Last week I wrote an article on the June 4 political incident that happened in Beijing in 1989 in SpeakOut HK, an online platform dedicated to reuniting Hong Kong. I cited a WikiLeak document that testified that there was no “massacre” in Tian’anmen Square. This account was consistent with the official account. Yet the term continues to be “a phrase that still has currency”, as a CBS correspondent acknowledges, but why? What is most perplexing is that the Hong Kong Alliance in Support of Patriotic Democratic Movements of China (now defunct) continued to use the same term for years when it organized vigils at Victoria Park on June 4 every year. Were the office bearers of the alliance fooled, or were they accomplices in fooling others?
In any case, I have seen too many lies in the Western press that make me fear that building trust between the West and China would likely never stand a chance. There is, first of all, the myth that Beijing did not follow through with its promise to allow Hong Kong to elect its leader by universal suffrage. A CNN story with the title Xi Jinping Brought Hong Kong to Heel did report that “pro-democracy advocates” “rejected a proposal for universal suffrage by China’s parliament to have the candidates vetted in advance by a pro-Beijing committee”. But why did it not point out that such a Nominating Committee was explicitly written into Hong Kong’s Basic Law back in 1990? Beijing has stood by its promise, but the protesters wanted to bypass the Basic Law. Of course this cannot be allowed. Then the protesters stepped up their pressures on Beijing, eventually “bringing the city to its heels”. The Hong Kong economy shrank by 1.7 percent in 2019, and that was before COVID-19 hit Hong Kong. This was followed by another year of negative growth, at -6.5 percent, in 2020. After the National Security Law for Hong Kong was enacted in June 2020, the economy bounced back in 2021 with a positive growth rate of 6.3 percent.
Although China and the United States have different perceptions about what kind of political system better serves the country, there is really no difference between America and China in terms of governmental functions. Although our endowments are different, the challenges are really similar: housing, health, education, social security, infrastructure, employment, and law and public order. While the West insists that ballot-box democracy works better, China thinks otherwise. But this does not have to tear the two great countries apart. Sadly, the West likes to define human rights in terms of the ballot box. Of course China’s human rights do not conform to this absurd criterion. China needs to protect its political system because it has proved to be an enabling institution. So it enacts laws to inform its countrymen that subverting the political system is tantamount to sabotaging China’s success. The West alleges this is oppressing the opposition. If China’s political system were a Western-style multiparty system, it could be right. But China’s political system is based on the premise that leaders of the country must have the necessary credentials and track record, and this belief dates back at least to the Zuozhuan, a text with a history of over 2,000 years, in which a high official named Zi Can was reported as advising against allowing someone without the credentials and track record to serve as the head of a town.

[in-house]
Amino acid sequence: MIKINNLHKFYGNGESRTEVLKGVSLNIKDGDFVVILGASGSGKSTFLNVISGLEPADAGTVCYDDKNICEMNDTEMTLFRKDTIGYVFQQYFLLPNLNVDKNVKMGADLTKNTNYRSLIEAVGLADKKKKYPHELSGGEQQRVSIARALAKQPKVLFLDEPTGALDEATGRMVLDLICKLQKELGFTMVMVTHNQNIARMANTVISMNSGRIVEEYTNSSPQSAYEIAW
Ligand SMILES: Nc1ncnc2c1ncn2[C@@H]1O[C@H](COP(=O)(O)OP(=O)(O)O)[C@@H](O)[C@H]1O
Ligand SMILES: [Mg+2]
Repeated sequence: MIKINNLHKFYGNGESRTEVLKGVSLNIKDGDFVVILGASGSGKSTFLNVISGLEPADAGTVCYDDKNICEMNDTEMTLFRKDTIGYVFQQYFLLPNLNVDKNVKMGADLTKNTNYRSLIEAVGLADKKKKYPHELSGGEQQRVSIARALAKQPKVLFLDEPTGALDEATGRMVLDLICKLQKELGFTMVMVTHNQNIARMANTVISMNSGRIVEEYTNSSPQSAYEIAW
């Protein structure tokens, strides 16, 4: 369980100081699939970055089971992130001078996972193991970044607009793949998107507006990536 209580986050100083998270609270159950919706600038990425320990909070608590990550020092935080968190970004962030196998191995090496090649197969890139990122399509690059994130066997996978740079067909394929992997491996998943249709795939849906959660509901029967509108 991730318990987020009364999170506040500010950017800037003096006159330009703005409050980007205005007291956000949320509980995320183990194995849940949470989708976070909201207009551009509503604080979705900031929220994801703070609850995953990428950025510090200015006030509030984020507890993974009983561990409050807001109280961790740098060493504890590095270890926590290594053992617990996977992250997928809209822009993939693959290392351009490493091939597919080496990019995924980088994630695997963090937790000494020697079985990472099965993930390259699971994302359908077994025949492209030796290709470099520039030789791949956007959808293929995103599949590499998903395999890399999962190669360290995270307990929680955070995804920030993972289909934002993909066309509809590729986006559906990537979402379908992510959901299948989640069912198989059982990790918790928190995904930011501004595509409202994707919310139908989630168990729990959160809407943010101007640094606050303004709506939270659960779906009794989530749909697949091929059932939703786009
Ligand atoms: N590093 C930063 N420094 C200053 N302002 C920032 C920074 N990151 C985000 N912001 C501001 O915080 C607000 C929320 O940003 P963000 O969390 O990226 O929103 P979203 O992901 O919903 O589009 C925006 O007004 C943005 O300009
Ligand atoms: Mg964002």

China is a founding member of the United Nations, and China has been maintaining the same claims about the Diaoyu Islands and the South China Sea since day one. No one raised an eyebrow then. Yet the West today accuses China of “expansionist” territorial claims. There has never been any proof of Huawei handsets’ security backdoors, but Huawei was targeted. These days, moreover, more and more Chinese companies are targeted based on lies such as Uygur “forced labor”. All this, and such posturing as the Quadrilateral Security Dialogue (the Quad), AUKUS, and more recently the Indo-Pacific Economic Framework, will only push Beijing into high alert. Of course, America’s history of subverting foreign regimes does not help. The West really cannot blame China for excessive caution.
President Xi had warned during his trip back in 2017 that “Any attempt to endanger China’s sovereignty and security ... or use Hong Kong to carry out infiltration and sabotage activities against the mainland is an act that crosses the red line.” His warning was ignored. The riots, and particularly the “35-Plus” plot to seize control of the Legislative Council of course backfired. Beijing had to introduce the National Security Law for Hong Kong, and to reform the city’s electoral system to ensure that only patriots will rule over Hong Kong. Now that risks are contained, President Xi calls for “one country, two systems” to be adhered to over the long run, i.e., well beyond 2047.
By the same token, all the posturing of the Western powers will be seen as an attempt to undermine China’s development. This will only sharpen China’s nerves to protect itself. To build trust, so that China and the West can work together to deal with our global challenges, the only way is for the West to stop the lies, and to treat China as a friend and not a threat.
The author is director of the Pan Sutong Shanghai-Hong Kong Economic Policy Research Institute, Lingnan University.
The views do not necessarily reflect those of China Daily.
HONG KONG NEWS